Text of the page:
When completed In 1872, it became the longest deep-water pier between Los Angeles and San Francisco. Named for its builder, local lumberman John P. Stearns, the wharf served the passenger and freight shipping needs of California's South Coast for over a quarter century. Before the wharf, passengers and cargo had to be rowed ashore through the breakers and kelp. Despite the great convenience offered by the wharf, Santa Barbara remained a fair-weather harbor with an acute need for a breakwater. During December 1878, storms destroyed and washed away more than 1,000 feet of the wharf. Despite these losses, it would be another 52 years before Santa Barbara got its needed breakwater.
When the railroad reached Santa Barbara in 1877, Stearns added another spur to the wharf, providing a necessary transport link to his lumberyard and the nearby Southern Pacific Depot. The spur was damaged by severe storms in the early 20th century and was finally abandoned in 1923.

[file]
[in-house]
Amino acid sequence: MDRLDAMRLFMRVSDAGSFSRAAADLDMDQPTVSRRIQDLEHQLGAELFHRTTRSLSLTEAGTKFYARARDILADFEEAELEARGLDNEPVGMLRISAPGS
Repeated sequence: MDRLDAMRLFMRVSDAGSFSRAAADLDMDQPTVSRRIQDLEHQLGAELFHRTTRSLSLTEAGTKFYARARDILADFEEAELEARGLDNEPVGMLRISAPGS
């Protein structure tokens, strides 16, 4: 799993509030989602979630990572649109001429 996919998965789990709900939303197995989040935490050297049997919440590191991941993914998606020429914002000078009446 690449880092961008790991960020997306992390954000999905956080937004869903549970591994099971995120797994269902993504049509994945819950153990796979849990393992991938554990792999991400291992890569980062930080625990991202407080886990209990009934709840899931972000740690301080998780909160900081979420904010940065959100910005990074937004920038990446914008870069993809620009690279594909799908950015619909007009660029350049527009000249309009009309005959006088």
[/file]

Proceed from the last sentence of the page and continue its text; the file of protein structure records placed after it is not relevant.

The Harbor Restaurant was built on the wharf in 1941, marking an end to the shipping and transportation era of the 19th century. The restaurant proved to be the economic backbone of the wharf.
Since its beginning, Stearns Wharf has had several natural and economic disasters, from the big earthquake in 1925 to a fire in 1973 which caused its closing. The wharf stayed closed for six years until restorations were completed in 1981. Another fire in the winter of 1998 devastated the last hundred and fifty feet of the wharf, including Moby Dick Restaurant. Though the rest of the wharf remained open during this period, the rebuilding took over two years. Stearns Wharf stands today as Santa Barbara's most visited landmark.